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File Uploading and Streaming with BinaryJS
You'd have to rely on either Flash, Java applets or 3rd party plugins that provided similar functionality. Uggh.
In this post, I'll show you how to upload and stream video files - yup, you heard that right :)
Before we can get started writing code to stream binary data, we need to install some modules. We'll only need two:
The defacto Node.js web framework! My framework of choice, and that of many fellow Node developers out there. It's fast, easy-to-use and well-documented.
To familiarize yourself with the
API, if you haven't already done so, check out the official ExpressJS API documentation
is not your cup of tea, you're most welcome to opt it out for something you're more comfortable with.
The heart of our video streaming web app! This module uses WebSockets and the BinaryPack serialization scheme to stream binary content back-and-forth between the server and the client.
First off, I'll outline the workflow for both the server and client portions of the video server we're building.
First off, install the modules in your project directory via npm. I've added the version numbers that were installed for me:
$ npm install express $ npm install binaryjs
Next up, bootstrap your web app using express:
$ node_modules/express/bin/express .
Or if you have express installed globally:
$ express .
Remove the directories we don't need:
$ rm -rf routes/ views/
Replace the generated copy of
Also, don't forget to clear out irrelevant code in
For the finishing touch, I renamed some directories in
. This is a matter of preference and therefore entirely optional.
$ cd public/ $ ls
and start coding! You'll need to create an instance of
, which the
Also, add a reference to the
library for later.
I set my instance to run on port
. If you don't specify a custom port, it'll piggyback on whatever port you've set on
after which you'll need to set a custom endpoint.
Now we set the
handler for the
server. It provides a
object which is of type
event returns both a
object as well as a
object, configurable from the client-side.
Add handlers for the following meta events:
Create a source file for managing the videos, I put mine in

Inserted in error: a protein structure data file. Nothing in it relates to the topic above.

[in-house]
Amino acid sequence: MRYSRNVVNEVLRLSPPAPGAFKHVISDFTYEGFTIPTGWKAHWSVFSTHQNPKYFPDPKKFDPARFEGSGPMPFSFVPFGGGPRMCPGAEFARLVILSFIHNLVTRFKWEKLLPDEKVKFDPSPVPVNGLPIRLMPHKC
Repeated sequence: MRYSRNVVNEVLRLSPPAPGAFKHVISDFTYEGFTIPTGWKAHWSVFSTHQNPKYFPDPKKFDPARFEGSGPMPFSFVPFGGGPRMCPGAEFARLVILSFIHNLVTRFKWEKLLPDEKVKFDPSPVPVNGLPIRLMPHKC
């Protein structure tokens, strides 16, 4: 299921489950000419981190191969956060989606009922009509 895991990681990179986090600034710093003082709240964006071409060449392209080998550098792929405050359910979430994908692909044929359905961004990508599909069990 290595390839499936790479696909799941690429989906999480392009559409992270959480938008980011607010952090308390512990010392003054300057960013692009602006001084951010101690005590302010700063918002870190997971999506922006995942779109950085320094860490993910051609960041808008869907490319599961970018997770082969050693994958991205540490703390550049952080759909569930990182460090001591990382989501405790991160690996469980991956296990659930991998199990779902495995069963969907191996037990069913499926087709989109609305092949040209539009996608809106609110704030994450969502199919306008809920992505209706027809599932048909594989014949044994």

. This file will house the implementations for the following capabilities:
function does the simple task of reading filenames in the
directory and streaming back a list of it to the client.
creates a read stream for the requested video file, and streams it in chunks back to the client.
The file upload implementation in
checks if the file is of a supported video type.
If the type matches, the function proceeds - otherwise, it returns an error.
For the sake of convenience, the function informs the client of the upload status as it writes the video to disk, chunk by chunk.
Add the following HTML to your landing page's
BinaryJS File Upload and Streaming
Insert the following
tags at the end of the
tag in the order specified.
Before anything else can work client-side, make sure to create an instance of
with a port of
- or whichever port you have changed it to - and save this to
file also includes helper functions like
, which is essentially a wrapper to the
takes two arguments: tle file to be streamed over to the video server, and the accompanying meta data - in that order.
, add functions that implement:
method facilitates the uploading of a file - the streaming, and the resulting feedback of the upload as it progresses.
function is nothing more than a wrapper function for the
In order to get downloading to work, the chunks of video data that get streamed in as
objects need to be stitched together in a
object, containing the newly formed
, can then be returned in a callback.
The final file,
ties the presentation layer with application logic.
Once the connection is up, as denoted by the
event, add handling for video listings and Drag n' Drop.
event, we assume that anything that gets streamed back without initiation from the client-side (list, video request, etc) is undoubtedly a video file.
refreshes the file listing visuals everytime a list request is sent.
contains logic for dragging and dropping a file into the "drop" box (saw what I did there?), after which it initiates the upload of said file.
The progress is indicated directly in the text of the "drop" box (there I did it again!) as the file upload progresses.
Alright, we're just about ready to test it out! Make sure to start your server up:
$ node app.js
Access the landing site via your browser
Drag and drop a video file into the gray box
Click a video link and watch it stream
And there you have it - your very own, video server with support for uploading and streaming. Written in Node!
I've tested uploading of video files both small and large - and they work fine.
Of course, since the example uses the html5
tag, supported formats are limited to
Streaming of large video files, however, takes a while and may freeze the page. Proceed with caution - you have been warned!
BinaryJS's client-side component works with the following browsers:
If you're on an older browser, well ...
Why are you using an older browser again?
I've taken the liberty of adding sample video files to the
directory, in case you need some files to play with.
You can check the page I got them from too:
There's more you can do to spruce up this example that is well beyond the scope of this tutorial, such as:
If you do decide to build something along those lines, feel free to share it over here in the comments section, so the rest of us can revel in awe!
Well that's it folks, I hope you enjoyed my very first Node.js tutorial @ OlinData, expect more to come in the near future :)